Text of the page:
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Thursday, November 5, 2009

JP Morgan Gets Away With Bribery

Editors Note:  This post was written for and published in JPMorgan666.comJPMorgan666 is now part of TheMortgageCornerFORUM family.  We are happy to be a part of other avenues exposing the truth.

In an adjunt to jrdeputyaccuntant's piece posted earlier today, it needs to be brought out that guilt is guilt regardless of the "bribe" (fine) paid so as not to be called guilty.
WASHINGTON -- JPMorgan Chase & Co. has agreed to a settlement worth more than $700 million over federal regulators' charges that it made unlawful payments to friends of public officials to win municipal bond business in Jefferson County, Ala.
Source:  GATA - Gold Anti-Trust Acton Committee
If this were you or me, we would have been charged under RICO as an ongoing criminal activity - which it is - convicted and spend the next few years handwriting posts to this blog for publication upon our release.  This is just another example of the corruption and conspircies that exist between our government and the "too big to fail" institutions using taxpayer money to gleen more profits to line their pockets and continue their suspicious(?) activities.
The Wall Street bank did not admit or deny the SEC allegations in agreeing to pay a $25 million civil fine, a $50 million payment to the county and to forfeit $647 million in termination fees it claims the county owes from the canceled swap agreements.
What is even more astonishing is that the forfeiture of the $647 million comes from another highly questionable transaction made by JP Morgan as reported previously right here.  So in reality JP Morgan did not pay $700 million to bribe their way out of this crime as most of that was money they were scamming the county out of to begin with.  RICO RICO RICO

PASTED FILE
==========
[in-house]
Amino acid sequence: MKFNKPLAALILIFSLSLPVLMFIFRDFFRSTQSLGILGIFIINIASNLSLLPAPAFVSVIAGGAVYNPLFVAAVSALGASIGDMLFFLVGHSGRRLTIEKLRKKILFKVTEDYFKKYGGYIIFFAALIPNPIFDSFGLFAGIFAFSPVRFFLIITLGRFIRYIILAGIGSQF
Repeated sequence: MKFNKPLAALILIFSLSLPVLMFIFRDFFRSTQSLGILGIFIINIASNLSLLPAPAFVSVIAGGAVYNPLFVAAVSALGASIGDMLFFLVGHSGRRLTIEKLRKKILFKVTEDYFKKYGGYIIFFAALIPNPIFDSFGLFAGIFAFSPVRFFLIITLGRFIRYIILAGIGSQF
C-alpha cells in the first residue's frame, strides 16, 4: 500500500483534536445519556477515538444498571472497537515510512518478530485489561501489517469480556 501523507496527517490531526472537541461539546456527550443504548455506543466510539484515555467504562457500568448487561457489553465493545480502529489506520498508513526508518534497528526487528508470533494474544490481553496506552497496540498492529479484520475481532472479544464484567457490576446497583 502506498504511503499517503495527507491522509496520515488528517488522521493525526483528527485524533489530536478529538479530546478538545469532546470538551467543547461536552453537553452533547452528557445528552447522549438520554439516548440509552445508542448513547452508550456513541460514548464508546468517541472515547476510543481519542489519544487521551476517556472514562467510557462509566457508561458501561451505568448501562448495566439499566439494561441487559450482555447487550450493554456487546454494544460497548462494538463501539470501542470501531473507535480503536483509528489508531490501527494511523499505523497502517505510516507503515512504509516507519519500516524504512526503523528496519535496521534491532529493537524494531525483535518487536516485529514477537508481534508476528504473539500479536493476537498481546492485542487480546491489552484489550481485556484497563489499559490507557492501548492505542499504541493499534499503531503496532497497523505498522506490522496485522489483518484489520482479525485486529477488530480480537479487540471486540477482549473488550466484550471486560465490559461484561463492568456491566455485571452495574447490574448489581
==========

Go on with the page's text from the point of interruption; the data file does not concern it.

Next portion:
The SEC also accused two former managing directors of JPMorgan, Charles LeCroy and Douglas MacFaddin, of securities law violations. The agency is seeking unspecified restitution from them. MacFaddin will contest the charges.

Yes, they could contest.  Not the charges but the fact that JP Morgan itself as well as its' top management should also be accused of securities laws violations.  Don't securities law violations carry jail terms if convicted? I guess not if you can afford to buy your way out.  The new double standard in the application of our laws. 

The SEC alleged that JPMorgan, LeCroy and MacFaddin made about $8 million in undisclosed payments to close friends of several Jefferson County commissioners. Starting in July 2002, LeCroy and MacFaddin solicited the county for a $1.4 billion sewer bond deal.

Here is where I get even more confused.  LeCroy and MacFadden could not have acted on their own without the knowledge and blessing of higher management - even as high as the CEO.  Come on now!  This is like believing Madoff got away with his crime for over 20 years without anyone at the SEC, Investment Banks and others in government knowing about it.  Somebody had to close a blind eye and that somebody would have been instructed to by someone very high up the political ladder.

JPMorgan failed to disclose any of the unlawful payments or conflicts of interest in the bond offering documents

If something is unlawful then is it not the responsibility of law enforcement to prosecute?  Where is our Attorney General of the United States?  Don't tell me he has a vision problem as well.